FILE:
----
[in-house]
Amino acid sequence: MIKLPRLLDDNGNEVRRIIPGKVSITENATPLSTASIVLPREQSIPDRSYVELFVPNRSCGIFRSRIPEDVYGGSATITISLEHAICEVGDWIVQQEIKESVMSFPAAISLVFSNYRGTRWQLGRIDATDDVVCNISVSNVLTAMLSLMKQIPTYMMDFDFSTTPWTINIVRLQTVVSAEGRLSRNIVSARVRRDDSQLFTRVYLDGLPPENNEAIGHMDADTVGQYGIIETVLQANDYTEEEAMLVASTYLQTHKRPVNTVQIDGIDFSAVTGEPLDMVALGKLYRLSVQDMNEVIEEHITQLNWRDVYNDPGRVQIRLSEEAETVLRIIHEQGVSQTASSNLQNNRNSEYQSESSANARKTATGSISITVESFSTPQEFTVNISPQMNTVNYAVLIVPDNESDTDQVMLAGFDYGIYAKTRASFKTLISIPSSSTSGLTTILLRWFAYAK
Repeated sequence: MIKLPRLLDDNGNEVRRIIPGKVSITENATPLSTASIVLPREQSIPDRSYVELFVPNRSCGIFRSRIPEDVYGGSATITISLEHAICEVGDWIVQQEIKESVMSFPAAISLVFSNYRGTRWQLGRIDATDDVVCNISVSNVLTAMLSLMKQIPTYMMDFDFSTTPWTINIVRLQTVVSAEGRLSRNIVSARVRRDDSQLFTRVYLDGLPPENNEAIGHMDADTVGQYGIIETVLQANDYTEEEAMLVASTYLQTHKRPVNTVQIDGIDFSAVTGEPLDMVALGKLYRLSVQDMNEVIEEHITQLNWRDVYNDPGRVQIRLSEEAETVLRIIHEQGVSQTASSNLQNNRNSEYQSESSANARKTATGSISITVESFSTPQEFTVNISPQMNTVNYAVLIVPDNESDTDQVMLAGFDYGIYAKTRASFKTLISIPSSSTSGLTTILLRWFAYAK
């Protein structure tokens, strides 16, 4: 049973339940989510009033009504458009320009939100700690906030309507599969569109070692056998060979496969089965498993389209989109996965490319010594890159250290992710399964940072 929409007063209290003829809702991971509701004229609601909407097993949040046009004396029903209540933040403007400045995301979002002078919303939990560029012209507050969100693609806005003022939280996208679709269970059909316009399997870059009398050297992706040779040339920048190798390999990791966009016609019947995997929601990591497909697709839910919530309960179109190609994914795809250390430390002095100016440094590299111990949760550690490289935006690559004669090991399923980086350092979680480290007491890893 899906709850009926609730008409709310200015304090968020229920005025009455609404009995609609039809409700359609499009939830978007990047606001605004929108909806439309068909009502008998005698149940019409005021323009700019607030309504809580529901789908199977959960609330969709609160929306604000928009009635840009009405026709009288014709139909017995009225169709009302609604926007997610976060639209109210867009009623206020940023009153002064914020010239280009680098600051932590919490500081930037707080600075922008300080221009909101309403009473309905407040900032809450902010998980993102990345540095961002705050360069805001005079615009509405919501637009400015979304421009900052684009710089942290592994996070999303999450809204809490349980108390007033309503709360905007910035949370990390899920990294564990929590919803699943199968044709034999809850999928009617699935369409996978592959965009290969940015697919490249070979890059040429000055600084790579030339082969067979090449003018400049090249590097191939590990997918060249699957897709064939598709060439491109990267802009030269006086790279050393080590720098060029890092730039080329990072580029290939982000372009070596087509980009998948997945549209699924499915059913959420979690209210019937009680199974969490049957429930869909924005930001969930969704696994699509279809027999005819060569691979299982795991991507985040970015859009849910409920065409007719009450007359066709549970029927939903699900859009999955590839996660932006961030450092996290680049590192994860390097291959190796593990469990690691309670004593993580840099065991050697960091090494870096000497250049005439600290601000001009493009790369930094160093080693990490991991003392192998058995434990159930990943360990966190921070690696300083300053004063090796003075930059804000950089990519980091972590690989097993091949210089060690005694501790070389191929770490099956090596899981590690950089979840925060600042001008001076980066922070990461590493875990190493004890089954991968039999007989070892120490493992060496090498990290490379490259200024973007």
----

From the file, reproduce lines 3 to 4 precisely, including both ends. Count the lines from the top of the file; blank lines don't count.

Repeated sequence: MIKLPRLLDDNGNEVRRIIPGKVSITENATPLSTASIVLPREQSIPDRSYVELFVPNRSCGIFRSRIPEDVYGGSATITISLEHAICEVGDWIVQQEIKESVMSFPAAISLVFSNYRGTRWQLGRIDATDDVVCNISVSNVLTAMLSLMKQIPTYMMDFDFSTTPWTINIVRLQTVVSAEGRLSRNIVSARVRRDDSQLFTRVYLDGLPPENNEAIGHMDADTVGQYGIIETVLQANDYTEEEAMLVASTYLQTHKRPVNTVQIDGIDFSAVTGEPLDMVALGKLYRLSVQDMNEVIEEHITQLNWRDVYNDPGRVQIRLSEEAETVLRIIHEQGVSQTASSNLQNNRNSEYQSESSANARKTATGSISITVESFSTPQEFTVNISPQMNTVNYAVLIVPDNESDTDQVMLAGFDYGIYAKTRASFKTLISIPSSSTSGLTTILLRWFAYAK
């Protein structure tokens, strides 16, 4: 049973339940989510009033009504458009320009939100700690906030309507599969569109070692056998060979496969089965498993389209989109996965490319010594890159250290992710399964940072 929409007063209290003829809702991971509701004229609601909407097993949040046009004396029903209540933040403007400045995301979002002078919303939990560029012209507050969100693609806005003022939280996208679709269970059909316009399997870059009398050297992706040779040339920048190798390999990791966009016609019947995997929601990591497909697709839910919530309960179109190609994914795809250390430390002095100016440094590299111990949760550690490289935006690559004669090991399923980086350092979680480290007491890893 899906709850009926609730008409709310200015304090968020229920005025009455609404009995609609039809409700359609499009939830978007990047606001605004929108909806439309068909009502008998005698149940019409005021323009700019607030309504809580529901789908199977959960609330969709609160929306604000928009009635840009009405026709009288014709139909017995009225169709009302609604926007997610976060639209109210867009009623206020940023009153002064914020010239280009680098600051932590919490500081930037707080600075922008300080221009909101309403009473309905407040900032809450902010998980993102990345540095961002705050360069805001005079615009509405919501637009400015979304421009900052684009710089942290592994996070999303999450809204809490349980108390007033309503709360905007910035949370990390899920990294564990929590919803699943199968044709034999809850999928009617699935369409996978592959965009290969940015697919490249070979890059040429000055600084790579030339082969067979090449003018400049090249590097191939590990997918060249699957897709064939598709060439491109990267802009030269006086790279050393080590720098060029890092730039080329990072580029290939982000372009070596087509980009998948997945549209699924499915059913959420979690209210019937009680199974969490049957429930869909924005930001969930969704696994699509279809027999005819060569691979299982795991991507985040970015859009849910409920065409007719009450007359066709549970029927939903699900859009999955590839996660932006961030450092996290680049590192994860390097291959190796593990469990690691309670004593993580840099065991050697960091090494870096000497250049005439600290601000001009493009790369930094160093080693990490991991003392192998058995434990159930990943360990966190921070690696300083300053004063090796003075930059804000950089990519980091972590690989097993091949210089060690005694501790070389191929770490099956090596899981590690950089979840925060600042001008001076980066922070990461590493875990190493004890089954991968039999007989070892120490493992060496090498990290490379490259200024973007």